Denny-Brown, Derek

S. Gilman, J. A. Vilensky

Research output: Chapter in Book/Report/Conference proceedingChapter


Derek Denny-Brown (1901-81) was a New Zealand-born neurologist who in 1941 became director of Harvard University's Neurological Unit at Boston City Hospital and in this role modernized American neurology through his teaching, research, and leadership. At Boston City Hospital, Denny-Brown investigated the functions of the basal ganglia, the frontal lobes, and the nondominant parietal lobe. These studies were published in two classic books, The Basal Ganglia and Their Relation to Disorders of Movement (1962) and The Cerebral Control of Movement (1966). Among his many notable accomplishments were performing early electromyograms on humans, and demonstrating that treatment with the chelating agent British anti-Lewisite improved the neurological disorders resulting from Wilson's disease.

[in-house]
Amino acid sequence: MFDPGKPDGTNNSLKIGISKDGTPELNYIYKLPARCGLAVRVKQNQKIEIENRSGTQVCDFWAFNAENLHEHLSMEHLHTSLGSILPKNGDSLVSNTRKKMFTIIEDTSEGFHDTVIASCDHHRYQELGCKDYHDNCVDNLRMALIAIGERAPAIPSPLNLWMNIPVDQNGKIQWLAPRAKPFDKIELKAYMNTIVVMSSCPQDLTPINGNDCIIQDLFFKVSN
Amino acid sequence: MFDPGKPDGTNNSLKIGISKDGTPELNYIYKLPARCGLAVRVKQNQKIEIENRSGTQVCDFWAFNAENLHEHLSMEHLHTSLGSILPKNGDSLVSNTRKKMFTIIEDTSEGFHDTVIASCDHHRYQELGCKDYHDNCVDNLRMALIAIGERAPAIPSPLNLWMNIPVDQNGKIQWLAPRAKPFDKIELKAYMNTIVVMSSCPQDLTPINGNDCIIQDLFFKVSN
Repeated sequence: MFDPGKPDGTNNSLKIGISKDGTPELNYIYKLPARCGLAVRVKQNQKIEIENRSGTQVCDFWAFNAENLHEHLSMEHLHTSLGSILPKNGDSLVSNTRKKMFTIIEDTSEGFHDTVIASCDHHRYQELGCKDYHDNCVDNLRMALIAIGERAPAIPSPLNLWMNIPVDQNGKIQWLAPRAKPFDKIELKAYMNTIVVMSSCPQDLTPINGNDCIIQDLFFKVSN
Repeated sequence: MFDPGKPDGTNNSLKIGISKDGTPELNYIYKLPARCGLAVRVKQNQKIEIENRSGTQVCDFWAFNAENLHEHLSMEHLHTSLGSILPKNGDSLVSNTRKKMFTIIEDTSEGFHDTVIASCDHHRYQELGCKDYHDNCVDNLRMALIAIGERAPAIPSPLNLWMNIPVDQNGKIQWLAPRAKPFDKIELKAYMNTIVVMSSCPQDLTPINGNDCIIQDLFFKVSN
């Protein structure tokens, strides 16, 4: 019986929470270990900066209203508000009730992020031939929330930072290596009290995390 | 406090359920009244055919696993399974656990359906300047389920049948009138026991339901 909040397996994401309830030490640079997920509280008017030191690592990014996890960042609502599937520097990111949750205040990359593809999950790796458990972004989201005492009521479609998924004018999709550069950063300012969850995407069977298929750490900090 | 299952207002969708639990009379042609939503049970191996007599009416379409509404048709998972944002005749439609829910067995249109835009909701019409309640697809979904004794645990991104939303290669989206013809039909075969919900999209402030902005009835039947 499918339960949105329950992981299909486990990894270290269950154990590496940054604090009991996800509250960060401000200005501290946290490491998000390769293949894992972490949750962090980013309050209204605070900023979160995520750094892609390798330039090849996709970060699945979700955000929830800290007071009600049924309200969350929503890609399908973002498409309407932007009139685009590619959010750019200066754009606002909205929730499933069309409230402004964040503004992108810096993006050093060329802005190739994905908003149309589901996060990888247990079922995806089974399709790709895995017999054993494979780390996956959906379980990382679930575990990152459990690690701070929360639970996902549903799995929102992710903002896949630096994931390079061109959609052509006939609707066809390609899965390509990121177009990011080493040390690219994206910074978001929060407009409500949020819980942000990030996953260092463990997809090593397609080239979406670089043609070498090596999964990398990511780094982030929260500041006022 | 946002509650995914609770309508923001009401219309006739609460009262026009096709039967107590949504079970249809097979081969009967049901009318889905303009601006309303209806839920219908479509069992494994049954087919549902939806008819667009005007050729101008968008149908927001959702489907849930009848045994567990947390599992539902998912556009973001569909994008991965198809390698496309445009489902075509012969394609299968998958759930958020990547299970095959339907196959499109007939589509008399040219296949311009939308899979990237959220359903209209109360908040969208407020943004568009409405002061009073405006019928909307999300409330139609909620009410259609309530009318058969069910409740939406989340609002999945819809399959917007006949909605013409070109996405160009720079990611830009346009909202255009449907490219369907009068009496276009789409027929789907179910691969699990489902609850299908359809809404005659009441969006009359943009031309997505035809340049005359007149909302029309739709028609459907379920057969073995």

Original languageEnglish (US)
Title of host publicationEncyclopedia of the Neurological Sciences
PublisherElsevier Inc.
Number of pages1
ISBN (Electronic)9780123851574
ISBN (Print)9780123851581
StatePublished - Jan 1 2014


  • Basal ganglia
  • Denny-Brown, Derek
  • Electromyography (EMG)
  • Motor unit
  • Movement disorders
  • Sherrington, Charles
  • Wilson's disease, treatment

ASJC Scopus subject areas

  • Medicine(all)

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  • Cite this

    Gilman, S., & Vilensky, J. A. (2014). Denny-Brown, Derek. In Encyclopedia of the Neurological Sciences (pp. 973). Elsevier Inc..